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Global Economy & Markets, Weekly Roundup 20/10/20

20/10/2020 - Reports

Global Economy and Markets

Equity markets, mainly in the US, are discounting solid EPS expansion in 2021 despite the unknown path of the pandemic and elevated macro volatility
             
Key Takeaways
 
US equity markets have traded sideways since early September, with the S&P500 in a wide range of 3100-3600. Year-to-date gains amount to circa 6% despite the fact that the 2020 recession is expected at -4% (see below), covid-19 infection rates are on the rise and political-induced volatility is ample. On the other hand, euro area equities have been stuck since early June with year-to-date losses of -10% (-5% in USD terms) as, inter alia, European bank equities remain under selling pressures due to increasing uncertainty vis-à-vis underlying asset quality trends (Covid-19 impact). The recent decline of EUR interest rates has contributed to the dual overperformance (SX7E vs SXXE and SXXE vs SPX). A renewed wave in Covid-19 cases and local lockdowns sent German Government bond yields significantly lower.
 
Having said that, global economic prospects remain conditional on pandemic developments. Indeed, the International Monetary Fund (IMF) revised up (as expected) its forecasts for global GDP compared with its respective projections in June, in view of better than previously expected economic outturns in Q2 and in recent months, mainly in the US. Specifically, the IMF now estimates global real GDP growth of -4.4% yoy in 2020 (still an unprecedented contraction), versus -5.2% yoy in June. The projection for the US was upward revised by +3.7% to -4.3% yoy, by 1.9% to -8.3% yoy in the euro area and by 0.9% to +1.9% yoy in China. For 2021, the IMF projects global real GDP growth of +5.2% yoy (US: +3.1% | euro area: +5.2% | China: +8.2%), little changed compared with June. Following the contraction in 2020 and recovery in 2021, the level of global real GDP in 2021 is projected at levels 0.6% above that of 2019 (c. -2% for Advanced Economies).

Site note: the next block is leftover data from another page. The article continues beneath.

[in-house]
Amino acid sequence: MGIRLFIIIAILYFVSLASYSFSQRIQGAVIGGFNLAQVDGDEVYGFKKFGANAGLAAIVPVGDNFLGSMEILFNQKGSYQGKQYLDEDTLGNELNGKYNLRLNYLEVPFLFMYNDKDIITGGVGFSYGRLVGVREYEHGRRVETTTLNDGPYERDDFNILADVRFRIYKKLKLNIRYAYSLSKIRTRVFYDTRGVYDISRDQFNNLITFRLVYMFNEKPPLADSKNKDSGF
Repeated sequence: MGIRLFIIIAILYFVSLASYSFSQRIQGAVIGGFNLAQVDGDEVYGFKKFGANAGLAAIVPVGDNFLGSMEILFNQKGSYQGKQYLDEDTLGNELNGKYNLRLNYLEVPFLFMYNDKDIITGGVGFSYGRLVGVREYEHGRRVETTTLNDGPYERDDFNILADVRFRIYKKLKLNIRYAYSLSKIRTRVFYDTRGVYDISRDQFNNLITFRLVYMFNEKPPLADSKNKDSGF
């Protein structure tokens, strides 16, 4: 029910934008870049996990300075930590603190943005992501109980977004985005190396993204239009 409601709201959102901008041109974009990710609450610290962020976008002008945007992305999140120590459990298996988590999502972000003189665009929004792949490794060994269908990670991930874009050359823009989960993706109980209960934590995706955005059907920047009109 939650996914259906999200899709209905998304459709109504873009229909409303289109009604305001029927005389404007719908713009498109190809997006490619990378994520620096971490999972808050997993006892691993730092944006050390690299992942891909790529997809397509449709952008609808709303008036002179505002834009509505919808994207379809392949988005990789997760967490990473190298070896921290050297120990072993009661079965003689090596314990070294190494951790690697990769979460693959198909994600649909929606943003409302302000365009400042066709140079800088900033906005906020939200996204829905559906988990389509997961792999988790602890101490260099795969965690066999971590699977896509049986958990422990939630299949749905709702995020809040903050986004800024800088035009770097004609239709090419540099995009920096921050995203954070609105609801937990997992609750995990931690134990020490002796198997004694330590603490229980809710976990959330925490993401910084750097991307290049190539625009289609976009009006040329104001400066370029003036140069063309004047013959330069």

The baseline scenario incorporates the assumption that social distancing will continue largely unabated into 2021 and subsequently fade gradually, in conjunction with favorable medical developments against Covid-19 (e.g. a vaccine alongside expanding population coverage, improving therapies). Low levels of transmission are presumed to be achieved everywhere by the end of 2022. Furthermore, major central banks are assumed to maintain their current (ultra-accommodative) policy settings throughout the forecast horizon (up to the end of 2025).

On the negative side of the ledger, a rapid acceleration of infection rates, a slower than anticipated progress on treatments and vaccines alongside countries’ access to them being insufficient or/and unequal, could lead to sizably worse economic outcomes, in view of renewed, stricter, social distancing or even more generalized lockdowns. On the other hand, a more rapid progress with vaccines and treatments, as well as adjustments in workplaces and by consumers that could achieve a more benign trade-off between reducing coronavirus transmission and safeguarding activity, would result in a more rapid recovery.

Another major upside risk (especially for 2021), is additional fiscal policy support, given that IMF’s baseline scenario, factors in measures already implemented and announced. In the event, the IMF estimates that insofar discretionary revenue and spending measures in advanced economies, amount to more than 9% of GDP, with another 11% in various forms of liquidity support mainly via “forgivable” loans and state loan guarantees. On the flipside, the ratio of public debt to GDP in advanced economies is projected to rise by 20 pps (versus 2019) to 125.6% by the end of 2021.